Two German-Norwegian features will shortly roll on Norwegian locations, following Norway’s ratification of the European treaty on co-productions, including German directors Georg Maas’ Two Lives (Zwei Leben/To liv) and Matthias Glasner’s Mercy (Gnade/Nåde).

The last German-Norwegian joint venture was staged 34 years ago.

German actress Juliane Köhler (Downfall) is currently learning Norwegian to play the lead in Two Lives, co-starring with Matthias Schweighöfer and Liv Ullmann.

”A family drama with thriller elements, the historical background is the children born during the WWII Nazi occupation of Norway, with a Norwegian mother and a German soldier father. Some were sent to Germany, where they grew up at East German orphans’ homes. The Stasi state police would steal the indentities of these. Lebensborn kids and used them for spies whom they planted in the West,” explained Norwegian producer Axel Helgeland, of Helgeland Film.

”Now one of them, a woman - 45, living in Norway, married and a successful photographer – is about to be caught by her past, and realises that she will have to admit she is not the person she has claimed to be for the last 20 years. The woman whose identity she took was found murdered, naked and burnt, with fingerprints erased.” Helgeland will produce the $4.8m (€3.1m) with Dieter Zeppenfeld and Rudi Teichmann, of Germany’s Zinnober and B&T Film, on 75% German finance.

Scripted by Danish writer Kim Fupz Aakeson, Mercy has been relocated to Hammerfest in Norway – the world’s most northern city - where Glassner will direct his The Free Will lead Jürgen Vogel and Birgit Minichmayr as a German couple, who have emigrated with their 13-year-old son in the hope of getting a better life together. But soon Nils – an engineer – finds a mistress, and Maria concentrates on work at the hospital where she is a nurse.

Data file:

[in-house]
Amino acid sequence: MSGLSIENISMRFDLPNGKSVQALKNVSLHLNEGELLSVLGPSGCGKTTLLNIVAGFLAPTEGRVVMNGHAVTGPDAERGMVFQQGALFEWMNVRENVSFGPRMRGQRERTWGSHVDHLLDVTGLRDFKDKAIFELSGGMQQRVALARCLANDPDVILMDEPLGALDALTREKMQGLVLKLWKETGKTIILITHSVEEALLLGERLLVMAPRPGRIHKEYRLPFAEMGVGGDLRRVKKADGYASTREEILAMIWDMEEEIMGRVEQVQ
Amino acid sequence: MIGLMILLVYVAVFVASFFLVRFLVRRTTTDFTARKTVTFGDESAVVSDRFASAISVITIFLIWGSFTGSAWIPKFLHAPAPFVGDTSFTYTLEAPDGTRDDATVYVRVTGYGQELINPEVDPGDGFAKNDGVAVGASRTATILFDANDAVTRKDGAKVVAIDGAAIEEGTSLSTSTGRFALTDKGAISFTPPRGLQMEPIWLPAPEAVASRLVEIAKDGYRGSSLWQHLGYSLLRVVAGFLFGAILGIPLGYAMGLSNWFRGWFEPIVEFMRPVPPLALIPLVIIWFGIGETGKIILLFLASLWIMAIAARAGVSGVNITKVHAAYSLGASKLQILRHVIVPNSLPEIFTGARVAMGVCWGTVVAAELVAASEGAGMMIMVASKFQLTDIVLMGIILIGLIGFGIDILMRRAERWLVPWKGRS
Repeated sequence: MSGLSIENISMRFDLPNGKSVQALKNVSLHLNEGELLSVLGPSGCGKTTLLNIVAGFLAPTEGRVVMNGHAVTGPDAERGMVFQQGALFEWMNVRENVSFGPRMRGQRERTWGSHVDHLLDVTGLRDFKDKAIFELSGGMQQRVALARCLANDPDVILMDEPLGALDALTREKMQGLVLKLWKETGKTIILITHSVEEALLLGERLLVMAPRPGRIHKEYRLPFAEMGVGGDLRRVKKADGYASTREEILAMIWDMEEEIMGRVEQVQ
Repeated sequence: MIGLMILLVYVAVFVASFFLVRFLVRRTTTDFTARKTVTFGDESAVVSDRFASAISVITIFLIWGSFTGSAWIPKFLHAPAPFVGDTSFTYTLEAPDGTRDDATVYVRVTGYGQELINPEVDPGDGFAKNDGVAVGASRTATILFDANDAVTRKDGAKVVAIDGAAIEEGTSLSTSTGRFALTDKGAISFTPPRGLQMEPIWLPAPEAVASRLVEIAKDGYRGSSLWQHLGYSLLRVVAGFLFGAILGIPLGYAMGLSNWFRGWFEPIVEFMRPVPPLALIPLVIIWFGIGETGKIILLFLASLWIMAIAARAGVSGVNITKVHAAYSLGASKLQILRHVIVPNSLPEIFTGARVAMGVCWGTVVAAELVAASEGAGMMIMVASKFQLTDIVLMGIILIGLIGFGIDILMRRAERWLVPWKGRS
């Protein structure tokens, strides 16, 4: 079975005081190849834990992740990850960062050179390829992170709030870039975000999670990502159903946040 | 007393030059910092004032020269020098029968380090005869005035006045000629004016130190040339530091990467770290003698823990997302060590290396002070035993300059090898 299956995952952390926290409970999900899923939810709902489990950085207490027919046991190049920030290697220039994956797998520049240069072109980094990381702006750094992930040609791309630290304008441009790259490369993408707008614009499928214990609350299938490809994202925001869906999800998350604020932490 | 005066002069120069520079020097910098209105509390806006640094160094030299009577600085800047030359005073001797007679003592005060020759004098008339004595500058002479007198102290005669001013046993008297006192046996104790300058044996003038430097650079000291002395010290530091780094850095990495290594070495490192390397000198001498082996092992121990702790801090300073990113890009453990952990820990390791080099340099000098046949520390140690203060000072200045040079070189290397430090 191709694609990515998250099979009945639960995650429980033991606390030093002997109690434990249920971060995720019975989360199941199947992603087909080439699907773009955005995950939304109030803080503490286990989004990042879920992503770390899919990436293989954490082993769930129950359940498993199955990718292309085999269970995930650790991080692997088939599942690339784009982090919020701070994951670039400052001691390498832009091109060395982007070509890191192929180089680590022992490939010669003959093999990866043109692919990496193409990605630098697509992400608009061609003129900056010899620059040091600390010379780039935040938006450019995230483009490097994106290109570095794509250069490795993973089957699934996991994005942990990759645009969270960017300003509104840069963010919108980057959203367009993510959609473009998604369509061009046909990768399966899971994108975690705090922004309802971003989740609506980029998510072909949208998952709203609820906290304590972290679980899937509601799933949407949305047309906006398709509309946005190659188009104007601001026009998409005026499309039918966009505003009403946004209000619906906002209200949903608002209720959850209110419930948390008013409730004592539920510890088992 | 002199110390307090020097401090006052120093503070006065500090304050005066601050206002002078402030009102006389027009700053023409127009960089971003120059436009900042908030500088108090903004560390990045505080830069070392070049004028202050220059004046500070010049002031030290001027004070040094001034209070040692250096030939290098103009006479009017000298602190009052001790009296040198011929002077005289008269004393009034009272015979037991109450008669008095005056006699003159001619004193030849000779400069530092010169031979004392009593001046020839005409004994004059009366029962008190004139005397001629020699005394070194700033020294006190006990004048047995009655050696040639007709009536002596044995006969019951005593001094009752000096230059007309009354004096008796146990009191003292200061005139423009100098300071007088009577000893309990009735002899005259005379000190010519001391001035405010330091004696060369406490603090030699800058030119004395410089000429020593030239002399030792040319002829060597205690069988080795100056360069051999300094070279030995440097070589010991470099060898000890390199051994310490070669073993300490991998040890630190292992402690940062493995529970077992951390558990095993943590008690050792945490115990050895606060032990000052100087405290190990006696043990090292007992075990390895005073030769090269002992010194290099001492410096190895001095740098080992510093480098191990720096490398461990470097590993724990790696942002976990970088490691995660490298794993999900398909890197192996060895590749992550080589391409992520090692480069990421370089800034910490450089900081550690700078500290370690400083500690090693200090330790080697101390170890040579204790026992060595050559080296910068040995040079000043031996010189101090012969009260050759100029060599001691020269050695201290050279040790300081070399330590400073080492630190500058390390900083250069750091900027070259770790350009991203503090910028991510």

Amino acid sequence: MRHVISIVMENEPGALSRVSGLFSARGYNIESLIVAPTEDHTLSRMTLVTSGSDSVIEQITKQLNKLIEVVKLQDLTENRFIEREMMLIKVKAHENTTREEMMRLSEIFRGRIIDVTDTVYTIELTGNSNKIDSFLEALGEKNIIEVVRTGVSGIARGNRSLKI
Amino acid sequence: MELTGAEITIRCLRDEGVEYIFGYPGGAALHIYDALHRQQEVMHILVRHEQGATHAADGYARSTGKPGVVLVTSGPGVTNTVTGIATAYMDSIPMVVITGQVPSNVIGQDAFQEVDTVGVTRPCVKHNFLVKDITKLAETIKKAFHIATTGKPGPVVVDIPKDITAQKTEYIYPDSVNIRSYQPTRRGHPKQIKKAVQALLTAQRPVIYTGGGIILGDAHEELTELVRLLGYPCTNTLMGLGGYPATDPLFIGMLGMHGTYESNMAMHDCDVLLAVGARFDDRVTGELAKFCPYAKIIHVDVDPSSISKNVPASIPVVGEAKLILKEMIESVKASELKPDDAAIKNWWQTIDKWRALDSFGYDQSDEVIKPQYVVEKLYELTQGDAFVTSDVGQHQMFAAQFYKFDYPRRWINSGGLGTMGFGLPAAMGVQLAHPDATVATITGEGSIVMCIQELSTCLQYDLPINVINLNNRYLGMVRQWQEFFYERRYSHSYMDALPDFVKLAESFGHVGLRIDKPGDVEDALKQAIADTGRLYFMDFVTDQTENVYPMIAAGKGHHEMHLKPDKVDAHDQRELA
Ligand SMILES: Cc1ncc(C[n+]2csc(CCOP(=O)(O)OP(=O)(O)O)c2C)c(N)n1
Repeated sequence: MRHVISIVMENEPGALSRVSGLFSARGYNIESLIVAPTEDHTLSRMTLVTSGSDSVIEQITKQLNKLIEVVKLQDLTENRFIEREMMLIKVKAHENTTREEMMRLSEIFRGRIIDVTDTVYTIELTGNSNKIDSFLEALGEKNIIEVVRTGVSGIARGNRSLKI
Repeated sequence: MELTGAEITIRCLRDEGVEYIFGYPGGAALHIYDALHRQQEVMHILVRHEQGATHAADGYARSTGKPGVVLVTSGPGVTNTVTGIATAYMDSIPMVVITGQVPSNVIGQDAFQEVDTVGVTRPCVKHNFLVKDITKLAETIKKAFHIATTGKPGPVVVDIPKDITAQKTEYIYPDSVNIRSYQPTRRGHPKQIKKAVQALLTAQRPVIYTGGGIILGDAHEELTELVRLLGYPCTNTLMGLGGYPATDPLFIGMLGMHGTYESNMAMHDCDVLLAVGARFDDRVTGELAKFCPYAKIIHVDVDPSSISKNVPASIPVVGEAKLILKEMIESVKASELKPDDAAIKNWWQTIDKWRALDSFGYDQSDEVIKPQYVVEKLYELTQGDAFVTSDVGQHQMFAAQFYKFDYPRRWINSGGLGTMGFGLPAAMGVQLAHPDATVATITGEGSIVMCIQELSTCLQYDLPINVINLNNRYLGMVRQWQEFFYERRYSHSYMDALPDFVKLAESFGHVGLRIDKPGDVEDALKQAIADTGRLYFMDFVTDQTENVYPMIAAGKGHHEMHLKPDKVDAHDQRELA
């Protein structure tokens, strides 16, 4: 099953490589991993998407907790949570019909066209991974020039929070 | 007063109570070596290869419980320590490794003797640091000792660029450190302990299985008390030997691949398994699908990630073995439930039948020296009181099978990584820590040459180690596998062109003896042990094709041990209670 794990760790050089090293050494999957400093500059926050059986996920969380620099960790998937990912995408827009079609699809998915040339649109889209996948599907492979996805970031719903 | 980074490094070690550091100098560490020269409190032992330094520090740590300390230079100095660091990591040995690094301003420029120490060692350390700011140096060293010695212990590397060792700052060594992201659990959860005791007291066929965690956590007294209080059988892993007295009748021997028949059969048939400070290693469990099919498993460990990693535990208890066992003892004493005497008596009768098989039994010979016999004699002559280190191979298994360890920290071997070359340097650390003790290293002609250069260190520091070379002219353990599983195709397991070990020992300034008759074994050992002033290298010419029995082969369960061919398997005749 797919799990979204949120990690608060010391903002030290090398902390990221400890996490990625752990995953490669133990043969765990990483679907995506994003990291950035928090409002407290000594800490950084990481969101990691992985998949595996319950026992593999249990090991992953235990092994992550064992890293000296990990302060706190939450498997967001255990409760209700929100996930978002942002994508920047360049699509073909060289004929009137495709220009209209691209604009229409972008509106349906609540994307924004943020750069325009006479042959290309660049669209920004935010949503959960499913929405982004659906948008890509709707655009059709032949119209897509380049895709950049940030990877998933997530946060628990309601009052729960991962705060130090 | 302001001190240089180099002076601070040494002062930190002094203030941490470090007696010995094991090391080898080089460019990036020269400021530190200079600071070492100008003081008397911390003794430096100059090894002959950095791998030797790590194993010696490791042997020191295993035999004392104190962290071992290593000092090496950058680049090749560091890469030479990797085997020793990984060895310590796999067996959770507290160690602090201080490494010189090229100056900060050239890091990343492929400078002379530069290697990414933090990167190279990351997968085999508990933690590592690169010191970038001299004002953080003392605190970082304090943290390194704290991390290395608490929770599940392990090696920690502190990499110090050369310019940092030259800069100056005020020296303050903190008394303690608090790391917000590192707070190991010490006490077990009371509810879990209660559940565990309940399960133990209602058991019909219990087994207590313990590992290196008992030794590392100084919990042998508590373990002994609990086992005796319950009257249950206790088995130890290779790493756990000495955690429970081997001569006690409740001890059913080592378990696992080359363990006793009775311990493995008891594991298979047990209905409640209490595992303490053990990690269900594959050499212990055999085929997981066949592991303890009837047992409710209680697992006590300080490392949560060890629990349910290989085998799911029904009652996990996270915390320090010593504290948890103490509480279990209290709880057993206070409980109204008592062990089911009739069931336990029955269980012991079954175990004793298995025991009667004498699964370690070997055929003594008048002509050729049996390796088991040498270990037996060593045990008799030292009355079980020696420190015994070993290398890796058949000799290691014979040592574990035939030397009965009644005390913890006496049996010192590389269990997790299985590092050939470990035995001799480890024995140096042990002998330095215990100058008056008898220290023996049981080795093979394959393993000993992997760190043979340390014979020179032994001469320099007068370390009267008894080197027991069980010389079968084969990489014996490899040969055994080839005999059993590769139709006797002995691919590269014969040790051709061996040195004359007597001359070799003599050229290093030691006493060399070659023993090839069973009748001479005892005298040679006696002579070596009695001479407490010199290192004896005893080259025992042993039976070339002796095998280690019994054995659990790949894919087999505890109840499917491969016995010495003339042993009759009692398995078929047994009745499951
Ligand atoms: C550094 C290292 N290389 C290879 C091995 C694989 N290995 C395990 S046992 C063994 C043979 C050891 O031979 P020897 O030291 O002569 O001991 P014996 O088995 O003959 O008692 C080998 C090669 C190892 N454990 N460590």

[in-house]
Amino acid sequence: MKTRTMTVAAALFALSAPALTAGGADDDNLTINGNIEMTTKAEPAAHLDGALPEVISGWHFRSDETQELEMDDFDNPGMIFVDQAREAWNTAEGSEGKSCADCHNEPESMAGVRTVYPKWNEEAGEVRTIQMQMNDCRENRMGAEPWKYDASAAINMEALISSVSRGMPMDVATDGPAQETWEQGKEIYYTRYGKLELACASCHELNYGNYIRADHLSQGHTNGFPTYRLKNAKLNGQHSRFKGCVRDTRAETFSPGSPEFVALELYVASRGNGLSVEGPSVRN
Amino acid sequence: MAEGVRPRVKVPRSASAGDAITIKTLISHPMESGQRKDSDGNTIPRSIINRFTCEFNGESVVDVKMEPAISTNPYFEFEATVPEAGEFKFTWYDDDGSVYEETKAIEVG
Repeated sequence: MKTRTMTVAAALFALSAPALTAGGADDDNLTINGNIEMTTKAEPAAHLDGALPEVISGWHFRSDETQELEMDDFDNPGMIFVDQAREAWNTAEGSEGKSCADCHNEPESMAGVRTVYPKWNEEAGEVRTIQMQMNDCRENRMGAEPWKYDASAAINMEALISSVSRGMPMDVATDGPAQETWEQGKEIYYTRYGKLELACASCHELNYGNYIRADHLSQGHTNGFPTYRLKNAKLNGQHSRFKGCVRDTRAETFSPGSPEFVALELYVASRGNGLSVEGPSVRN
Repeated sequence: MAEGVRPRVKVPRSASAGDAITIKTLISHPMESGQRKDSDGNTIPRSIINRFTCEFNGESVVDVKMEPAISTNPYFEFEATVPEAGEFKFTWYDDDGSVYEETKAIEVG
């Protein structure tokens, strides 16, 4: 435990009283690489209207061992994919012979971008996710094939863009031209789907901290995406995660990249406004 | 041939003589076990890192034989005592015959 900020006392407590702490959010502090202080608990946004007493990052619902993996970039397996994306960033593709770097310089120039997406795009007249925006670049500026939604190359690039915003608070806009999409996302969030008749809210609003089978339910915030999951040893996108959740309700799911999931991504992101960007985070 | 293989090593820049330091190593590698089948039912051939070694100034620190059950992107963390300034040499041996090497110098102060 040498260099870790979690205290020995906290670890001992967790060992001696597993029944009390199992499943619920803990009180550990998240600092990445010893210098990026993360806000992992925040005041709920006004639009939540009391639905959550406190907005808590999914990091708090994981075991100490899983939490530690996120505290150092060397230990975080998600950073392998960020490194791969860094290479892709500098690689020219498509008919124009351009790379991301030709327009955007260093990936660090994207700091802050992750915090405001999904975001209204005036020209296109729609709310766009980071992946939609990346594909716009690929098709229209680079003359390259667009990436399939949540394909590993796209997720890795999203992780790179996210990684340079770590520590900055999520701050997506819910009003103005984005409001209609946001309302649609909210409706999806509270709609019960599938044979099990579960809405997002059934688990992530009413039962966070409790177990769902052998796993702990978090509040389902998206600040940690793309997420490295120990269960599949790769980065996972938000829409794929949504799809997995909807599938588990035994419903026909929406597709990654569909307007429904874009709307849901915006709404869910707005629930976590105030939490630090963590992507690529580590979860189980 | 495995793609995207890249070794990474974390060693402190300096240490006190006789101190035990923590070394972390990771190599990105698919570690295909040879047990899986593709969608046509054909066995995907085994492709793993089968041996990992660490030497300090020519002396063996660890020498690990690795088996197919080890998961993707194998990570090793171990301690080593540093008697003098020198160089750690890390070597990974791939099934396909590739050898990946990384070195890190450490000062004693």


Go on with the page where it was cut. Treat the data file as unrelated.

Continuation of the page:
Driving home one night Maria hits what she thinks is an animal; the following day she realises it was a teenage girl. She tells her husband, and the secret reunites them in a marriage of new, strong love – then comes the feeling of guilt. With 80% of the budget from Germany and ZDF involved, Kristine Knudsen and Glasner, of Germany’s Knudsen & Streuber and Schwarzweiss Filmproduktion, will produce the $2.9m (€2.2m) Mercy, with Norway’s Aage Aaberge, of Neofilm.

The Norwegian Film Institute has encouraged the bilateral collaboration, organising meetings between Norwegian and German producers and funders, both during the Berlinale and, most recently, during the Nordic Film Days in Lübeck earlier this month.

”Last year 22 French and only one German films were released in Norway. This year seven Norwegian features have been theatrically launched in Germany,” said head of productions Ivar Køhn, of the Norwegian Film Institute.

”We would welcome more German cinema in Norway. As for co-productions, we have a special $1.8m (NOK 10m) fund, and if taking more than 10,000 admissions here, they are eligible for an ex-post support up to 50% of the budget spent in Norway,” he concluded.